2. Government building codes and standards. The federal government sets very few safety standards for building products or indoor air quality. Of the more than 80,000 chemicals listed in the Toxic Substances Control Act, only nine are banned from use. State regulations, based on exposure science research, can help motivate manufacturers to create healthier building and consumer products. For example, California’s standards for formaldehyde emissions from composite wood products solidified a market demand to develop formaldehyde-free materials. Pending Massachusetts legislation would allow consumers to purchase furniture and consumer products that are free of chemical flame retardants, which have been scientifically linked to increased rates of cancer in firefighters but not to increased fire safety.
3. Building materials marketplace. Unlike food products, which must disclose their ingredients by US law, the construction industry isn’t required to disclose the chemical contents of building and consumer products. The movement toward transparency and the hazard evaluation of building materials has created market-based opportunities to develop new materials that meet the requirements of various green building standards and consumer demands. In the same way that large food retailers have moved into organic products, national home-improvement retailers have pledged to remove toxic chemicals from their shelves and to require flooring vendors to do the same with their product lines.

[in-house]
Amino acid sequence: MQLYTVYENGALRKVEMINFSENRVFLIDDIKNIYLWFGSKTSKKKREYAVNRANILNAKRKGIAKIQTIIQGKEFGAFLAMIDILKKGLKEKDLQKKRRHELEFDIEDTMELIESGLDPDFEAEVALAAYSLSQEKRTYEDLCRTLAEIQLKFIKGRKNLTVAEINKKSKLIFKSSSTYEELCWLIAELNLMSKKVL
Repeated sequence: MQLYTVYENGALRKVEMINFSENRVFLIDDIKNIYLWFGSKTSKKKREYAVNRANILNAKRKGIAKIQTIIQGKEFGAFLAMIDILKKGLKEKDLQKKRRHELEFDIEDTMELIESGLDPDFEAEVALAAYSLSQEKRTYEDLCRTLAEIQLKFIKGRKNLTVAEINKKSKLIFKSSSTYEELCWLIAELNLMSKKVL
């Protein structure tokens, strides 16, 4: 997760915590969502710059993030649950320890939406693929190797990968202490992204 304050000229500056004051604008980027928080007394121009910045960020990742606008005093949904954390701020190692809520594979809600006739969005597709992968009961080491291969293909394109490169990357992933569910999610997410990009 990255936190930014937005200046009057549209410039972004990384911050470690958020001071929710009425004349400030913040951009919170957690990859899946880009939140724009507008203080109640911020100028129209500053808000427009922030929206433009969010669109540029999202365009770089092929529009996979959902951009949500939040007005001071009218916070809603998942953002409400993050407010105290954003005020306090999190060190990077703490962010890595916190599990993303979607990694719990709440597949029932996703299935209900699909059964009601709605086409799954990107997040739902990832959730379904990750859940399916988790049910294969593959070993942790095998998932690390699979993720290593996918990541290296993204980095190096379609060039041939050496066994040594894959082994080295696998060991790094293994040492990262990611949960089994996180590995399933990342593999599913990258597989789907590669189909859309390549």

4. Design and construction. As health and exposure issues are coming to the fore in design, architects and designers need clear direction in making better choices. Although there are many red lists detailing chemicals to avoid, there is very little information about finding better alternatives, green chemistry solutions, and avoiding regrettable substitutions. Open communication between environmental health researchers and architects is critical to forming decisions that have long-lasting impact.
5. Building occupancy. Unwanted chemical exposures can occur even in the most diligently specified buildings. Emissions from materials as well as occupant-introduced products result in indoor exposure and associated health effects resulting from that exposure. Measuring that impact is complicated. Many chemicals of interest are associated with chronic health conditions and indirectly affect our health. We trust exposure scientists to infer the health impacts, based on data and varying exposure levels, and clearly communicate them with architects and builders.
For green buildings to be truly sustainable and prioritize health, we need to do better. Green building design needs to move beyond resource efficiencies, such as energy and water. The average American spends 90 percent of the time indoors. Design strategies need to consider how materials affect chemical exposures and occupant health. Exposure scientists are key; their research on indoor chemical exposures plays an important role in the transition to healthy buildings. We also need to encourage building owners to allow access for post-occupancy exposure testing. We need to listen to the science.
Researchers can study whether building codes and green certification programs affect exposures, test and prioritize chemical and material combinations, and share and translate the latest indoor environment science for designers. Mainstream green building standards and their supporting organizations need to continue to push for transparency and safer products in the marketplace. Isn’t it more logical to prevent disease in the first place, rather than to deal with the health consequences later? By connecting the A/E/C community with exposure scientists and product manufacturers, we can work together toward healthier buildings for everyone.